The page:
The violence has also left thousands of Christians homeless and has dramatically increased the number of widows and orphans, according to the Macedonian Initiative (MI), a Christian nongovernmental organization.
Nigerian Christian ministers and denominational leaders established MI to provide relief and reconstruction to those who have suffered, both Christians and Muslims.
"The situation in Kaduna is pathetic," says Ladi Thompson, a pastor and MI spokeswoman. She says not even 10 percent of the devastation has been addressed. "Many children are now orphans, women are now widows, many children's education has been disrupted, their schools having been destroyed or their parents killed," Thompson says. "These people have no roof over their heads anymore, and they are roaming the streets."
Arrested for Prayer
Meanwhile, Ambrose Lar, a Christian worker with the Ahmadu Bello University in Zaria, Kaduna state, was arrested and detained for seven days in June because of a prayer.
University workers were meeting under the auspices of their unions when Lar was asked to pray about the institution's problems, including corruption. He also prayed for God's wrath on those denying Christians their basic religious rights.
An angry Abdullahi Mahdi, a Muslim and vice chancellor of the university, ordered Lar's arrest. Lar was released only after university workers went on strike on his behalf.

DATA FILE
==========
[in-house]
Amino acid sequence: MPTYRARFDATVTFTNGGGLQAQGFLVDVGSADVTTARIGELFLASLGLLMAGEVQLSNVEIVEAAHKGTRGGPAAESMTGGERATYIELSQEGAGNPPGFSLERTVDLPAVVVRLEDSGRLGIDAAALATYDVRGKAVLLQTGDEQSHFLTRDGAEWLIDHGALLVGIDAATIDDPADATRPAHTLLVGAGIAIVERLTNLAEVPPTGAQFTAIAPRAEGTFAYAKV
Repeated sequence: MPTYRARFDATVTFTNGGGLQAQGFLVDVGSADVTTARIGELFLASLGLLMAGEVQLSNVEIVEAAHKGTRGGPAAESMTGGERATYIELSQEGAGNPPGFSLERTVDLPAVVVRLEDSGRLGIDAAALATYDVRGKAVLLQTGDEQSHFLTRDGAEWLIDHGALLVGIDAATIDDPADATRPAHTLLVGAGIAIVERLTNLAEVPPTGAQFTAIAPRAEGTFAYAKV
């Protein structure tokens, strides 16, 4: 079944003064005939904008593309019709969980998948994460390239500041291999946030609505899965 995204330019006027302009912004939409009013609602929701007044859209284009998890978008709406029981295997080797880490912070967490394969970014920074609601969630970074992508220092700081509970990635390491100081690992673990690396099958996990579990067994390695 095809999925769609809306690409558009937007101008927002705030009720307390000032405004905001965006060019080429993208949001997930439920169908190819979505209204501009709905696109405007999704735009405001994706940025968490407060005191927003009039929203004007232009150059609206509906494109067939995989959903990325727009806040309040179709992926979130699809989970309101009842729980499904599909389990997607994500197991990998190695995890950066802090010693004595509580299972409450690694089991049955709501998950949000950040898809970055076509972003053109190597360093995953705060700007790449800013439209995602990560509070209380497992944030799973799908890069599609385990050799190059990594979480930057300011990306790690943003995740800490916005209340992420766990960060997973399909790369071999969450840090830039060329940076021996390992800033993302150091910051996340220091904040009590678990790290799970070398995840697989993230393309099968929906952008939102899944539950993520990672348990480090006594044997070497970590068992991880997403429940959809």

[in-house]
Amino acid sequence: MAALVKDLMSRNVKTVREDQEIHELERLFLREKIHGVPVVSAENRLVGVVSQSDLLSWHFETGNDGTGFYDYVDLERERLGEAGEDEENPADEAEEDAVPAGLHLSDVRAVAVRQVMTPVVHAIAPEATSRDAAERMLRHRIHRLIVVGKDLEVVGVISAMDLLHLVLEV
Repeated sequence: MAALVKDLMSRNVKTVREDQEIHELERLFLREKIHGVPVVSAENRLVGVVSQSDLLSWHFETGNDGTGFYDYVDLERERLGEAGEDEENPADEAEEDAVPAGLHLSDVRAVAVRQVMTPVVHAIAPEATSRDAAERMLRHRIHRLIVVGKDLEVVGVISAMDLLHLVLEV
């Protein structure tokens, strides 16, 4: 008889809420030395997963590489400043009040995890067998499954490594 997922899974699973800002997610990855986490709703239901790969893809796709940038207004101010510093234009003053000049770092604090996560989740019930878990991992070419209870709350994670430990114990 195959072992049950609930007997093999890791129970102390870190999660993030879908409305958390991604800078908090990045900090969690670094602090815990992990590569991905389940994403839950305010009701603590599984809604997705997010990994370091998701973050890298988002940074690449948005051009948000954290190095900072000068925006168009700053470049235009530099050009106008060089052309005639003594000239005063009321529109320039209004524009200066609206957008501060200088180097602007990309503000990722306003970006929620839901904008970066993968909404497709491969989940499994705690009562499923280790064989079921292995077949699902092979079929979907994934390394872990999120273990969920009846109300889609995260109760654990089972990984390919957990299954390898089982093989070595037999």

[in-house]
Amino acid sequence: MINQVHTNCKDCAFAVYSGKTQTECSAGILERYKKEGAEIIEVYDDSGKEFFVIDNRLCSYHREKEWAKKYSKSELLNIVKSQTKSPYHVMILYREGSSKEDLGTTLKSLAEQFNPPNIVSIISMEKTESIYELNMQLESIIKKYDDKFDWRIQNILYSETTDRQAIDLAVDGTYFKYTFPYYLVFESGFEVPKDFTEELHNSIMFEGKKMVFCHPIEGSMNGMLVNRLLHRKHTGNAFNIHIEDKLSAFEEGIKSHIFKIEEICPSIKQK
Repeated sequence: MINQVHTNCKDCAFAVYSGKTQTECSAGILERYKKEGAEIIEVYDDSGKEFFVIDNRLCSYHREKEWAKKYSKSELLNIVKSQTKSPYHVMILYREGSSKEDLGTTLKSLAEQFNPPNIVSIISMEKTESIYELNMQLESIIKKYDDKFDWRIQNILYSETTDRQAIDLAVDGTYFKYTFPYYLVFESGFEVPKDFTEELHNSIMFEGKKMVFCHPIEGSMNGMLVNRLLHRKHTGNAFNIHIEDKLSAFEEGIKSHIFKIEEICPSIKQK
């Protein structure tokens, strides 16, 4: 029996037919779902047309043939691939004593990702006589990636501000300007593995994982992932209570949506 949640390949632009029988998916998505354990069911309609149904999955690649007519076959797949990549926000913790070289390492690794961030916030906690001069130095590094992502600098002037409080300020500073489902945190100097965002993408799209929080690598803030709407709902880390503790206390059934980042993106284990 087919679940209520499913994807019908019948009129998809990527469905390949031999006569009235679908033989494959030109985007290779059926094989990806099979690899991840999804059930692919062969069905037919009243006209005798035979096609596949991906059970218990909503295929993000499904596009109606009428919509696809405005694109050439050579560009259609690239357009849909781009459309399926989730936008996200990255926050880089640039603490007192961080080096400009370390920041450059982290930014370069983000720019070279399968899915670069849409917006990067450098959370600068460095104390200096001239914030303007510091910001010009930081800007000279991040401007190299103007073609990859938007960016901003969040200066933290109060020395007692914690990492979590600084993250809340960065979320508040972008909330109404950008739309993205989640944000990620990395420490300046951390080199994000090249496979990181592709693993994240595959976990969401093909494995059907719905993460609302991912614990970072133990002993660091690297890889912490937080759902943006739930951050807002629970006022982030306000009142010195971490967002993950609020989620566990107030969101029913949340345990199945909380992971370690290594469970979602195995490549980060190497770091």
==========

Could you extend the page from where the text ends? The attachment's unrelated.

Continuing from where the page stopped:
On June 30, the university workers began a week of fasting and prayer aimed at seeking God's intervention in the university's problems, particularly on those related to Christian rights.
Detention is a price Lar had to pay "for being a Christian in Nigeria," he says.
"Professing our faith has now become a crime in Nigeria," he says. "But nothing can stop us from professing that we are Christians, and that we believe in Jesus Christ. No Muslim fanatic can stop us from serving our Lord and Savior, Jesus Christ."
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The Northern Christian Elders Forum has condemned the destruction of churches as barbaric. Meanwhile Christians are pleading with President Olusegun Obasanjo to step in.
Previous Christianity Today coverage of religious tensions in Nigeria includes:
Christians and Muslims at Odds Over Nigerian Constitution | Calls made to limit Shari'ah law in Northern states. (July 12, 2001)
Nigeria Officials Press Northern Governors to Scale Back Islamic Law | Churches harassed by Islamic youths purporting to enforce the law. (June 14, 2001)
Five Anglicans in Court After Rescuing Teenagers From Arranged Marriages | Priests claim Christian sisters are being forced into Islam. (June 5, 2001)
The Shari'ah Threat | Muslim Fundamentalist law troubles Christians and some Muslims. (Feb. 2, 2001)
'Focused, Determined, Deliberate' Destruction | Ecumenical leader calls on Nigeria to deal with religious violence between Muslims and Christians. (Oct. 30, 2000)
Nigerian Muslims and Christians Form a Religious Council | Gombe, a north Nigerian state, creates a council of faiths to deal with fears over Islamic law. (Sept. 19, 2000)
Churches Challenge Islamic Law | Christians plan to take Shari'ah to court. (Aug. 15, 2000)
Is Nigeria Moving Toward War? | Deadly riots lead to suspension of Islamic law. (March 31, 2000)
Nigeria On the Brink of Religious War | Northern states adopt Islamic law, increasing Christian-Muslim tensions. (Dec. 16, 1999)
Nigeria's Churches Considering Legal Challenge to Islamic Laws | Third state moving toward implementing Koranic laws (Dec. 17, 1999)
Can Christianity and Islam Coexist and Prosper? | Is peace with Islam possible? (Oct. 25, 1999)
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